I first started reading the news when I was pretty young. I don't remember how young--six or seven probably--but at some point my parents noticed I was taking an interest in the issues of Newsweek and National Geographic my dad sometimes left lying around, and, perhaps unaware that they were letting loose a horrifying daily compendium of sex and violence and man's inhumanity to man on a first grader, subscribed to the New Jersey Star-Ledger just for me. I read it every day after school. At a time when most kids were just beginning to discover their place in their school communities I took an active interest in my place in the world. At first it was just the comics page, and photos from some of the inserts--one of my most vivid early memories is a picture of a grim-faced U.S. Marine in desert camo, staring over a burning oil field from a helicopter during what I would later learn was the first Gulf War--but as my vocabulary and my reading comprehension increased, soon I was reading recipes and TV reviews and Dear Abby columns and the rest of the lifestyle section. I didn't have any interest in the War on Drugs or or tax hikes or Medicare reform, in part because I didn't have the slightest bit of context necessary to understand those things. But I knew just enough to understand articles on charities that teach theater to orphans, and interviews with people who train dogs to help blind old ladies cross the street. And as I learned more about my neighborhood and my place in it, I took a special interest in the local news--pieces on boat-building classes for kids going to high school along the shore, new fire trucks for the fire department, ballooning competitions to benefit the elderly. At that age, my world was exactly that big. I didn't know anything about drugs or taxes or international relations aside from what I read on the front page, but I did know that if I read in the paper that my favorite bagel shop had been robbed last week, that the next time I go there I should secretly tip the guy at the counter an extra ten cents. It was my first sense of context for the world outside, a world that most Asian-American parents keep out by carefully wrapping their children in swathes of insularity, in the vain hope that someday their little ones will fall out of love with their adoptive country and return to their true homeland.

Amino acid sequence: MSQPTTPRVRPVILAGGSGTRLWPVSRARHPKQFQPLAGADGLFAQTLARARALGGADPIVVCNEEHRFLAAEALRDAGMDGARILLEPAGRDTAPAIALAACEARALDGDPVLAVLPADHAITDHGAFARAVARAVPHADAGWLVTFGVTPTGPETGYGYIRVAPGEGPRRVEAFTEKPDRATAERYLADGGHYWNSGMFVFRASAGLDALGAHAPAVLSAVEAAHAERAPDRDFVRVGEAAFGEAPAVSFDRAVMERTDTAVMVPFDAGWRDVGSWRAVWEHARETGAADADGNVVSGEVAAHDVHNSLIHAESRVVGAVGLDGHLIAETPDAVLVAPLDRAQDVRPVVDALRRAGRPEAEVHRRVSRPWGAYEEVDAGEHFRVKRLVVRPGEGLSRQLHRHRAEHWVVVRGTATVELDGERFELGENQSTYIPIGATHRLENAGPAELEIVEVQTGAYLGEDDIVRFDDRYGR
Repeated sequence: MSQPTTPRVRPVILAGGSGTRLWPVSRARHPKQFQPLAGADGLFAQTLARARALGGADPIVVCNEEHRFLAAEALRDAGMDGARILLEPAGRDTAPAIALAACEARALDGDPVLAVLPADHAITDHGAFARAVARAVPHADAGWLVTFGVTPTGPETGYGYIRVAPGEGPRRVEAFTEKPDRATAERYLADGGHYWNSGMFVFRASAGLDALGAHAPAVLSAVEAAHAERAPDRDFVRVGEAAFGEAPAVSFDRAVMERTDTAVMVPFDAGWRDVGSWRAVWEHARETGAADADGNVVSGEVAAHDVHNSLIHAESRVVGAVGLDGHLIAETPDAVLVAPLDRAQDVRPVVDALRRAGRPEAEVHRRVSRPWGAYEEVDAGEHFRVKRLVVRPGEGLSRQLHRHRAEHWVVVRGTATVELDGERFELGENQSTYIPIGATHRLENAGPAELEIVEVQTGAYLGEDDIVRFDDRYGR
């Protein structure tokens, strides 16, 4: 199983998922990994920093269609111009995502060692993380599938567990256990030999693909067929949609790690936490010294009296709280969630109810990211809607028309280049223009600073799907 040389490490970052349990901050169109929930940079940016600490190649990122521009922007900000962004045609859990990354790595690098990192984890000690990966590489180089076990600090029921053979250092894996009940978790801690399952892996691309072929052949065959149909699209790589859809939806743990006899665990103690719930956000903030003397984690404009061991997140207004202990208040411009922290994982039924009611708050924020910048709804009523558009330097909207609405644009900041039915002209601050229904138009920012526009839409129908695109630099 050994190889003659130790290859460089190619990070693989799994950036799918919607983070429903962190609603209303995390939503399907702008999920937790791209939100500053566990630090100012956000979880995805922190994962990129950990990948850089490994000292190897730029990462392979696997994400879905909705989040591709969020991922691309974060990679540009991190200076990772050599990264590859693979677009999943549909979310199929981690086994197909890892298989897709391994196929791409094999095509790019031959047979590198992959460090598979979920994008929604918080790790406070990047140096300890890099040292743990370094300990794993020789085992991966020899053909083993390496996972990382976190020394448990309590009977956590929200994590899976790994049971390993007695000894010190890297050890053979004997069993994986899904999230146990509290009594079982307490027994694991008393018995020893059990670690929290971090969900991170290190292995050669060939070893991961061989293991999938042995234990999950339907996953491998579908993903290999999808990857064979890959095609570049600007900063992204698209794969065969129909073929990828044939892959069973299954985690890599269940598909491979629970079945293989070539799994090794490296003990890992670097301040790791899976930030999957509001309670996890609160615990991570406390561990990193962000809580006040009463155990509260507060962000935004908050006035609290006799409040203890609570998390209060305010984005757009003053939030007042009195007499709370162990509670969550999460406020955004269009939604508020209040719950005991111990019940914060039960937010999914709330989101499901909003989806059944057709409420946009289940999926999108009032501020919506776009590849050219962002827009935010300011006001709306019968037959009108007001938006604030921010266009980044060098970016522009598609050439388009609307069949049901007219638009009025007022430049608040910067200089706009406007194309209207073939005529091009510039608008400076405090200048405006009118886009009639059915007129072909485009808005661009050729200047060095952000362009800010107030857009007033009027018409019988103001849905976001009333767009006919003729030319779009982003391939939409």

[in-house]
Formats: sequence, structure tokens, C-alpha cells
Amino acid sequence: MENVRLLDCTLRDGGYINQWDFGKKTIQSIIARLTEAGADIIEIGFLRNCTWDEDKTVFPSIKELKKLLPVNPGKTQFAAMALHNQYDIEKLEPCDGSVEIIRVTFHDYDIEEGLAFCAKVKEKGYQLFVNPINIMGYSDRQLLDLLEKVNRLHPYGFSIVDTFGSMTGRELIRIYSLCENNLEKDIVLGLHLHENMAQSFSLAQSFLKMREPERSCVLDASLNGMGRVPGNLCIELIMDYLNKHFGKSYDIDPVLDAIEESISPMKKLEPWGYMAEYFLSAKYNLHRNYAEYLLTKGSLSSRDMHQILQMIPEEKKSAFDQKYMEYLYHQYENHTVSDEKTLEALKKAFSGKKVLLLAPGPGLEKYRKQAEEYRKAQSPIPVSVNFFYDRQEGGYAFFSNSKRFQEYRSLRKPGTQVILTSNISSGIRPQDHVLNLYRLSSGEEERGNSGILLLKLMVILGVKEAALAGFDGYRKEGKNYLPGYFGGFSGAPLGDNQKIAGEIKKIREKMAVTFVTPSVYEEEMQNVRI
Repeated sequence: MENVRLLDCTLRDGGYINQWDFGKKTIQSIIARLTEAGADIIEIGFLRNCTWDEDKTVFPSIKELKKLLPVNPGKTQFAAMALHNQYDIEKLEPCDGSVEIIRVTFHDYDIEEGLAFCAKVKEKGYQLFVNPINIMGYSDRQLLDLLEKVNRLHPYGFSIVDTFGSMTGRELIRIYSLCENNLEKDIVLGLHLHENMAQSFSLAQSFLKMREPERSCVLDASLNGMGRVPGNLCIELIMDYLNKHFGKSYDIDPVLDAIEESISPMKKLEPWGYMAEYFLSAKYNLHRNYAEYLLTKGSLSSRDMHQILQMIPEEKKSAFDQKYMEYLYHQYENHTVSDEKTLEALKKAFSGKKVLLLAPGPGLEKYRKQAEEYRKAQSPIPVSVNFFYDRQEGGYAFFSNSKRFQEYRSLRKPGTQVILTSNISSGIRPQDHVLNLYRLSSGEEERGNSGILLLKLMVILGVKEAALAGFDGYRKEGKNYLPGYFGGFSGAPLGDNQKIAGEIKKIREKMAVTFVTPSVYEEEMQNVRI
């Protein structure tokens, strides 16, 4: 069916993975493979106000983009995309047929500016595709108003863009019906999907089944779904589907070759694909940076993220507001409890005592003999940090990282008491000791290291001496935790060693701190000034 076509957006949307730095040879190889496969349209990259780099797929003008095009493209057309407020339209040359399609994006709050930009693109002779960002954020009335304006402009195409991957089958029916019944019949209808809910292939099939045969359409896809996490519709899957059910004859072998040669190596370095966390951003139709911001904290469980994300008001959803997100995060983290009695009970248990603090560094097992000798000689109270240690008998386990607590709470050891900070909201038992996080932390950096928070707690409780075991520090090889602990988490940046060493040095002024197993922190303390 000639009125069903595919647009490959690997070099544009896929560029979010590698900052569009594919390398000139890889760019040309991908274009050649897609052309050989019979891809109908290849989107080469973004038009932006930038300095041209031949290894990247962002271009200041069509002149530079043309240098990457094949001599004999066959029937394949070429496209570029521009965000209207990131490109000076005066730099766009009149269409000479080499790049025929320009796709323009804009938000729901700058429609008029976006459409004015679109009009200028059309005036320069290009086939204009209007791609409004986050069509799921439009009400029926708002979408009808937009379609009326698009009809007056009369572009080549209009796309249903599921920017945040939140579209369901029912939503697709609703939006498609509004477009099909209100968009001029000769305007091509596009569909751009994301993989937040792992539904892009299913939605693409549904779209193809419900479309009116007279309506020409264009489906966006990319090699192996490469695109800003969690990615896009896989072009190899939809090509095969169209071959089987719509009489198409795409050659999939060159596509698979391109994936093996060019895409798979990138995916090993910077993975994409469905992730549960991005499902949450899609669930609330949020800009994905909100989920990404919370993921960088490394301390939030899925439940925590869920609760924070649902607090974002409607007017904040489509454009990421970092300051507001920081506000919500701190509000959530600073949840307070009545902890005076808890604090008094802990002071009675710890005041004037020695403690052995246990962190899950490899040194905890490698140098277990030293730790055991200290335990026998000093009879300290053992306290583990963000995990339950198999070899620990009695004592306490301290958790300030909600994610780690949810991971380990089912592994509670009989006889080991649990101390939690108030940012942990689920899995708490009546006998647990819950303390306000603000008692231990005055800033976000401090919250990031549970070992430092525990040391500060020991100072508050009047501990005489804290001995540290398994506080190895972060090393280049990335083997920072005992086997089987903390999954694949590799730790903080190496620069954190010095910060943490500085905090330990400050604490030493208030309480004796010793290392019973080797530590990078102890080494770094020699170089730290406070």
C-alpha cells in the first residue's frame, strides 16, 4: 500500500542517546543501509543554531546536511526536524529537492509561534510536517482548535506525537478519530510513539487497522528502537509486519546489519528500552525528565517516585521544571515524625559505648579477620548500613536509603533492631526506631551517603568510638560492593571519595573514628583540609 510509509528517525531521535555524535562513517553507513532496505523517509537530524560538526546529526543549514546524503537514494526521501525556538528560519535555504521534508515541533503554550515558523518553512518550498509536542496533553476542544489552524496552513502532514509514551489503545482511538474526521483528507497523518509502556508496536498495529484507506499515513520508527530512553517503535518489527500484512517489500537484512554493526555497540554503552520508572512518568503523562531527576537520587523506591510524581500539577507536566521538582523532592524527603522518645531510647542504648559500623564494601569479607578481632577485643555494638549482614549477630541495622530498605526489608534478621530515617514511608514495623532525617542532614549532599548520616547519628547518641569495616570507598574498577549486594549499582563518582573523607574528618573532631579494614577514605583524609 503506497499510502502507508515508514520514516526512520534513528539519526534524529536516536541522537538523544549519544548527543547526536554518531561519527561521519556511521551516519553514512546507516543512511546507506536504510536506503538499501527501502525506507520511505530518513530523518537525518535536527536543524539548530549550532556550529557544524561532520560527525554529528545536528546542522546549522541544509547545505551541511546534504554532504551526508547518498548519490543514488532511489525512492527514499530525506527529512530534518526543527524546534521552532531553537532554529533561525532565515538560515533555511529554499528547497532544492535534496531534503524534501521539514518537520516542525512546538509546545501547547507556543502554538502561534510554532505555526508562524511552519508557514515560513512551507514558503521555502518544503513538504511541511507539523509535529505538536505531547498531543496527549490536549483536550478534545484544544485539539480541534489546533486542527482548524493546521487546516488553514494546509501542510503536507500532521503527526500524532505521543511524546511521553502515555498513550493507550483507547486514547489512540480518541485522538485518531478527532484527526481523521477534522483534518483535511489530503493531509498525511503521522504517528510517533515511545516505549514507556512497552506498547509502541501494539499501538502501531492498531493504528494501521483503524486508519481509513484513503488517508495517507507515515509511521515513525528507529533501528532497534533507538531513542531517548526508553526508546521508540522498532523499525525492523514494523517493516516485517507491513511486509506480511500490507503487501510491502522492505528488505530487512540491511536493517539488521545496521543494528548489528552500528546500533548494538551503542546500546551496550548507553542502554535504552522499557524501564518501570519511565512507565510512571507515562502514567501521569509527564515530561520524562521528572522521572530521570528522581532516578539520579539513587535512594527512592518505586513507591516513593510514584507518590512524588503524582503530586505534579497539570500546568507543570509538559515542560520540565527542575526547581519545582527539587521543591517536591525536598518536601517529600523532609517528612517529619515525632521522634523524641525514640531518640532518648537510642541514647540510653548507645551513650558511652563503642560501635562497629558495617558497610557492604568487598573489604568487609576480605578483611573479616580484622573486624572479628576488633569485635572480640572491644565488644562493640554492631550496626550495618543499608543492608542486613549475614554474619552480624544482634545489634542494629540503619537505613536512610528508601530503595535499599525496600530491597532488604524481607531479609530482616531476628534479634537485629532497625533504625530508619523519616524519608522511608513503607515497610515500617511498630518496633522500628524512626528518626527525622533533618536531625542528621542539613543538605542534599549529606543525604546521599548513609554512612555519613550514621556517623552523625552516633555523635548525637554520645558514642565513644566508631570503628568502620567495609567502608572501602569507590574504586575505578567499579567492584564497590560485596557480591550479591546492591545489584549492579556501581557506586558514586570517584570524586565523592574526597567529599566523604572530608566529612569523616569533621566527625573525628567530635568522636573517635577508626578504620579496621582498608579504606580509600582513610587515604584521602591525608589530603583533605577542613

As I grew older, and learned more about what it really meant to be a citizen and an American, the news served as a useful early warning system. As in, oh, that's what drugs are, that's why people get angry before elections, that's why the police are always arresting people who have drugs. I got a feel for the previous generation's zeitgeist. I learned why people hated Milli Vanilli, I begged my parents to vote for Bill Clinton, I was furious at my classmates for being so racist about the O.J. Simpson trial. I read reviews of pizzerias thirty miles out of town, where I would likely never go, and recommended them to friends. I memorized sex advice before I even knew what sex was.

It wasn't until many years later that I truly came to realize how much a gift the Star-Ledger had been. Not just because I can reminisce with people in their mid-thirties about things I should by all rights be far too young to know about, like the drug wars that left Trenton a city of graffiti and bulletproof glass, or the Colecovision game console, or early morning DJs for radio stations that stopped airing years ago. Not just because all those op-eds shaped my early writing style, and led me to write vociferous high school polemics about school politics in a country where children were not expected to have a voice (which in turn brought me to Oberlin). Not just because, after a nearly two-decade absence, I feel completely at home out here, less than two hours by NJ Transit from the town where I was born.

It was a gift, and one I took for granted, because the Star-Ledger was so damn good. I can't vouch for the accuracy of its reporting or the integrity of its journalists, never having stayed long enough in New Jersey to experience much news firsthand, but the quality of the writing is and has long been comparable to that of big-city newspapers like the New York Times and the Washington Post. Most of the front-page national and international news is the same as anywhere else--seems like the only folks who write big news copy these days are AFP, the Associated Press, and Reuters--but the op-eds, the local news, and the fluff sections are fantastic. Honestly, as much as I love the New York Times, if I had grown up with the Times instead of the Star-Ledger I never would have stuck with it long enough to develop a genuine interest in becoming part of the world community. The Star-Ledger knows just how to be provincial but not gossipy, sophisticated but not snobby, worldly but not cynical. I never realized just how amazing it was until I bought a new issue on a recent visit to Edison and realized it is actually as good as I remembered.